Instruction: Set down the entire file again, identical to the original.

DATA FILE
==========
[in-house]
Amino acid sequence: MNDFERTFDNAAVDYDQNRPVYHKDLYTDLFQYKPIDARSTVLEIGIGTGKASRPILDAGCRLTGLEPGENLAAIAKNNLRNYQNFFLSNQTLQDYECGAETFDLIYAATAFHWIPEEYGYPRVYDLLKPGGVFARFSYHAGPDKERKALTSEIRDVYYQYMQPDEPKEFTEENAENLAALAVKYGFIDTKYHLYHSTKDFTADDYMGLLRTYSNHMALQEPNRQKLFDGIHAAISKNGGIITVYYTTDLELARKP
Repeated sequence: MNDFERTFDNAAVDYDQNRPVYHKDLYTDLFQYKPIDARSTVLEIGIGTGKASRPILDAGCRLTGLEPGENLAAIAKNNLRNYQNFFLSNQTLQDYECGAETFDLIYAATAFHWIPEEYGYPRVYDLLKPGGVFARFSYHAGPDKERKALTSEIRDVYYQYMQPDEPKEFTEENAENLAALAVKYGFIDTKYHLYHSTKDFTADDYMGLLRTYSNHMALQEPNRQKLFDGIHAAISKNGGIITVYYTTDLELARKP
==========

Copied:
[in-house]
Amino acid sequence: MNDFERTFDNAAVDYDQNRPVYHKDLYTDLFQYKPIDARSTVLEIGIGTGKASRPILDAGCRLTGLEPGENLAAIAKNNLRNYQNFFLSNQTLQDYECGAETFDLIYAATAFHWIPEEYGYPRVYDLLKPGGVFARFSYHAGPDKERKALTSEIRDVYYQYMQPDEPKEFTEENAENLAALAVKYGFIDTKYHLYHSTKDFTADDYMGLLRTYSNHMALQEPNRQKLFDGIHAAISKNGGIITVYYTTDLELARKP
Repeated sequence: MNDFERTFDNAAVDYDQNRPVYHKDLYTDLFQYKPIDARSTVLEIGIGTGKASRPILDAGCRLTGLEPGENLAAIAKNNLRNYQNFFLSNQTLQDYECGAETFDLIYAATAFHWIPEEYGYPRVYDLLKPGGVFARFSYHAGPDKERKALTSEIRDVYYQYMQPDEPKEFTEENAENLAALAVKYGFIDTKYHLYHSTKDFTADDYMGLLRTYSNHMALQEPNRQKLFDGIHAAISKNGGIITVYYTTDLELARKP